Out. Standing

I’m so on the record as thinking Christians can say “black lives matter,” or tweet “#blacklivesmatter,” without being a “cultural marxist” or complicit in everything that Black Lives Matter TM might stand for (according to the about page on their website) that I’m not sure this post needs a disclaimer; David Ould even mentioned me in his dispatches (while he was arguing that Christians should not ‘take a knee’ in the face of pressure to do so).

But I think Christians can, and should, reject systemic racism, the patriarchy, and all other forms of sin that have become so entrenched in the cultures and practices of the west that they have become the status quo; just as a Christian in China should reject systemic sin in China, and a Christian in ancient Rome was called to do the same.

Racism is entrenched in the United States; and in Australia. Systemically.

Black lives matter. There. Here. Everywhere. And yeah, black lives matter because all lives matter, but all lives will only matter when black lives do…

I’m also, I hope, on the record enough as a contrarian who doesn’t like groupthink, or cancellation, or the way people get conscripted into popular ideologies (or systems) that are just other forms of ‘systemic’ sin; the sort of tit-for-tat we see in the culture war, that you’ll understand why some part of this image, though it might be used to undermine the narrative about systemic racism as a deep social ill, resonated with me.

One thing idols do is ask us to ‘bow the knee’ — one of the Greek words we get translated as ‘worship’ in the New Testament is ‘proskuneo’ it’s this idea of ‘falling before’ the object of our reverence; there is something deeply religious about ‘taking a knee’ — and for Christians, if you’re going to ‘take a knee’ to affirm that black lives matter, it’s, I think, important to demonstrate that you’re doing so not out of worship for some worldly god or thing (an idol), but as an expression of your obedience to Jesus, and as an opportunity to listen to and love those around you as an ambassador for Christ. Of course I think that’s both possible and necessary, and that Christians should enter the contest for words and terms and fill out their meaning with the truth of the Gospel; black lives matter because black lives are human lives; and humans are made to reflect the image of God. God loves black lives. Jesus (not white, sorry Eric Metaxas) died for black people. Our use of terminologies, and our involvement in protest movements can be a testimony to the Lordship of Jesus, to the nature of his kingdom, and a way to build a bridge so that others might meet Jesus through our faithful presence in their lives and movements too.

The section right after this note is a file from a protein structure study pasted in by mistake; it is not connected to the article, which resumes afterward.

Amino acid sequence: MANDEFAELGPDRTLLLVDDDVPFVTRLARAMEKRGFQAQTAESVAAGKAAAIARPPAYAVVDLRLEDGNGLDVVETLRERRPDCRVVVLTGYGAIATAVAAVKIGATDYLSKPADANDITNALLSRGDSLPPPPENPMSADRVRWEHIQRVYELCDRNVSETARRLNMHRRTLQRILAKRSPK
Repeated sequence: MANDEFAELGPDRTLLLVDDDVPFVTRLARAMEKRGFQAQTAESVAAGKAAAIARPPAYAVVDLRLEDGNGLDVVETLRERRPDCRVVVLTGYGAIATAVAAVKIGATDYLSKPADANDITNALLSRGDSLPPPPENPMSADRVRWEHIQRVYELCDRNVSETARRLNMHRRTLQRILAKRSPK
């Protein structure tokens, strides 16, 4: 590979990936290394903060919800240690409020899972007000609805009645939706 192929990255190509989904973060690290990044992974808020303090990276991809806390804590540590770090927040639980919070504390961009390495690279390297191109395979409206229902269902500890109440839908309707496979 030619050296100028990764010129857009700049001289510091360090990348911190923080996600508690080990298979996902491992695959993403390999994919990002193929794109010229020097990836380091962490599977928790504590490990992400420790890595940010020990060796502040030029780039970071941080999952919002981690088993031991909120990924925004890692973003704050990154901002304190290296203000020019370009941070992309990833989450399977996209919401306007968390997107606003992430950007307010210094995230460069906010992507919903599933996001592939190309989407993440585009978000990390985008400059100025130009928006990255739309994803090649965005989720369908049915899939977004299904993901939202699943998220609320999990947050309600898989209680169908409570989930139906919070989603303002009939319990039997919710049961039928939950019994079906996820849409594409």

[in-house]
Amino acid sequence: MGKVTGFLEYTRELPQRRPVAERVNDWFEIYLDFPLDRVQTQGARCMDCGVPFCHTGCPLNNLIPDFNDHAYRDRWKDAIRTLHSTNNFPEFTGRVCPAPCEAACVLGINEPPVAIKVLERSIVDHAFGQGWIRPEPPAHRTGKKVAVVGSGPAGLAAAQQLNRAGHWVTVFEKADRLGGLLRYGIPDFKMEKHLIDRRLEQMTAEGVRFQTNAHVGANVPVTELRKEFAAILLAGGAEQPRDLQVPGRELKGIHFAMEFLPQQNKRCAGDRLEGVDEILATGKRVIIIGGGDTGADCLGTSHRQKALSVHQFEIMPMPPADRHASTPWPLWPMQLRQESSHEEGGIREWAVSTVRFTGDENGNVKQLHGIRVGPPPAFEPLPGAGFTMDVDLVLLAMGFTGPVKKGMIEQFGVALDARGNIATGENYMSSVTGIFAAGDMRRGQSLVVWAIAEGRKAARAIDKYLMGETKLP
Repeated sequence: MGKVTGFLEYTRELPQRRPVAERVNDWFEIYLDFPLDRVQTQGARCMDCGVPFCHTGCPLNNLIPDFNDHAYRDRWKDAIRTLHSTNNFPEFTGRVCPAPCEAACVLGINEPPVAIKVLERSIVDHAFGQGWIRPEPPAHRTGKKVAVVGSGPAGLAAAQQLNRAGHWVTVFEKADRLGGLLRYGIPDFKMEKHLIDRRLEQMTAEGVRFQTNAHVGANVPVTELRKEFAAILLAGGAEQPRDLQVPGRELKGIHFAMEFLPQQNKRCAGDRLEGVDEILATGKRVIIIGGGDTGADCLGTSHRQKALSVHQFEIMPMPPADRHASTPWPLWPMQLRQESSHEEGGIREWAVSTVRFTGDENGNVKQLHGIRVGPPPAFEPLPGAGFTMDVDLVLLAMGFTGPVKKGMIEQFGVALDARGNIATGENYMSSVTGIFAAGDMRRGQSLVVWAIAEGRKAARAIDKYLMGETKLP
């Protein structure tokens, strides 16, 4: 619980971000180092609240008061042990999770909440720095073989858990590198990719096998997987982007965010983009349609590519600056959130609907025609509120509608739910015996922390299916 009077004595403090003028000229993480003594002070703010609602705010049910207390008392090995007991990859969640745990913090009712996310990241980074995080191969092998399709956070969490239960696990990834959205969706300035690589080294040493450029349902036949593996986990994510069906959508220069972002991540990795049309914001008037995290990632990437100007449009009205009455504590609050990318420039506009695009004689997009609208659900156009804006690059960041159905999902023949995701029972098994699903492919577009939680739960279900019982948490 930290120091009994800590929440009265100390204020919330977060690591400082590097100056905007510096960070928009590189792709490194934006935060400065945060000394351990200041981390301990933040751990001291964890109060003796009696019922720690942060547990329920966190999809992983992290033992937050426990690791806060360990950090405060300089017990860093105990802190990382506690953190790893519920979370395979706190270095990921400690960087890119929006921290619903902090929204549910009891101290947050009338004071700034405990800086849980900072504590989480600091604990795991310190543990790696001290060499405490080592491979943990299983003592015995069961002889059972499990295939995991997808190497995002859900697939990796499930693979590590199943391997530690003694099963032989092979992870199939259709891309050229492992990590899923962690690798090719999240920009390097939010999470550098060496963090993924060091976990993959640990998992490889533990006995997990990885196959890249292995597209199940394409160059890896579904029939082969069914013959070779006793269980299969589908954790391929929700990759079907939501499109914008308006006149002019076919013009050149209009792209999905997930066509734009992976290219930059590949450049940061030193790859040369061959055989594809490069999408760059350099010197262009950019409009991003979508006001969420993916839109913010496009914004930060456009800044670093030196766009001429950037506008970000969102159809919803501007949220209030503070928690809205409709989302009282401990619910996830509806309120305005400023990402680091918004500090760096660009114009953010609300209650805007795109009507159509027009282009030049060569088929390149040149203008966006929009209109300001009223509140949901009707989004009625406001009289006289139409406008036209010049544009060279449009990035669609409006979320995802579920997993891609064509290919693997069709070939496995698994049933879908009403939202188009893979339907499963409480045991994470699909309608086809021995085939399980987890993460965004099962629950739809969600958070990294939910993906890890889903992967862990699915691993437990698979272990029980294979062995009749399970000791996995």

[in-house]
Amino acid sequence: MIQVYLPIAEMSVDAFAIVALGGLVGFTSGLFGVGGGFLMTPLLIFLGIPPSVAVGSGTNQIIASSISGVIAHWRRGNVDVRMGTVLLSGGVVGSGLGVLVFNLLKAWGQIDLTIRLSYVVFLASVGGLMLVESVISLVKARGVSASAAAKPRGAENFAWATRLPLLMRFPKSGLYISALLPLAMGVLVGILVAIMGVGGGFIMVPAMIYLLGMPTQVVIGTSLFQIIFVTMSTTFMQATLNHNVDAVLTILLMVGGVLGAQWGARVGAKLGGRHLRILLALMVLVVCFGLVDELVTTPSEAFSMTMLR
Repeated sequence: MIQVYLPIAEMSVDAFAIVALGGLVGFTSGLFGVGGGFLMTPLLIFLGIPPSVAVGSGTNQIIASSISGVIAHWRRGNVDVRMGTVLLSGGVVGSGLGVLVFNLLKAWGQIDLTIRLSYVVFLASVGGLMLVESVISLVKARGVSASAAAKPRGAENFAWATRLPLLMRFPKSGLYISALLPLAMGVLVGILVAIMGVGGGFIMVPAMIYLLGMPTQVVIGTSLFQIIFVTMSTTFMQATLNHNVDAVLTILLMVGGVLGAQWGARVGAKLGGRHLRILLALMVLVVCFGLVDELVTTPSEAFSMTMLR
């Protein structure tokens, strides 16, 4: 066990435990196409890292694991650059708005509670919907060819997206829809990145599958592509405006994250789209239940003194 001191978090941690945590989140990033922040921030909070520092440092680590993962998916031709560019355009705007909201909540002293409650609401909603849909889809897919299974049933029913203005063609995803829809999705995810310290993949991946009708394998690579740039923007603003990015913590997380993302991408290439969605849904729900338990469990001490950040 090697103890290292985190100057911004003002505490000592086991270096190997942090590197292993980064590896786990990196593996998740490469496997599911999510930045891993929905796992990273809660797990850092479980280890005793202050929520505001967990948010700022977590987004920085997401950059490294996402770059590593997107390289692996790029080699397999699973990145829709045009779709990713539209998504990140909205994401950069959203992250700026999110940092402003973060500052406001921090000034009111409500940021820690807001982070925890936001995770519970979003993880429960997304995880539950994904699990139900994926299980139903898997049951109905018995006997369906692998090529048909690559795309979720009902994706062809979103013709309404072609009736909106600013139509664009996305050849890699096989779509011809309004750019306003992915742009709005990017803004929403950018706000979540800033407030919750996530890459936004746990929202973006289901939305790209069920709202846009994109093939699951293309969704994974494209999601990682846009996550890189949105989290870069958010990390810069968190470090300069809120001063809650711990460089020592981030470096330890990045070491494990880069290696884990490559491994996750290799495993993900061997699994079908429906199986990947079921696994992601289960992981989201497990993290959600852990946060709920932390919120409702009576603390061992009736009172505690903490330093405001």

Some have argued that Black Lives Matter is simply another insidious outworking of cultural marxism, classic marxism, some other descriptor mashed into marxism, or just the dastardly left; as though one can’t be faithfully Christian and present in the communities and movements on the left. They are wrong. Both about cultural marxism being a thing, about Christianity being some sort of polar opposite of the left (and so the right). Black Lives MatterTM certainly uses the language of intersectional oppression on its website, and one can decide for one’s self how far to recognise patterns of oppression in the west, and how much those tend to be driven by people who are white, and male (and then heterosexual, and Cis-gendered). Those debates are for another time (or other posts in my archive).

Yet. Some part of the subversive nature of Christianity, and the crucified Lord who would not deny his identity on trial before Pilate, finds its origin story in the story of Daniel, where Daniel’s friends would not take a knee to Nebuchadnezzar and his giant golden statue, and where Daniel would not ‘take a knee’ and pray to the emperor Darius as god. The world is full of powers and movements and idols that call for our worship; and where we demonstrate that worship with our posture.

Jonathan Isaac is an NBA player for the Orlando Magic. He’s an ordained pastor. When his team mates took a knee this week; he stood.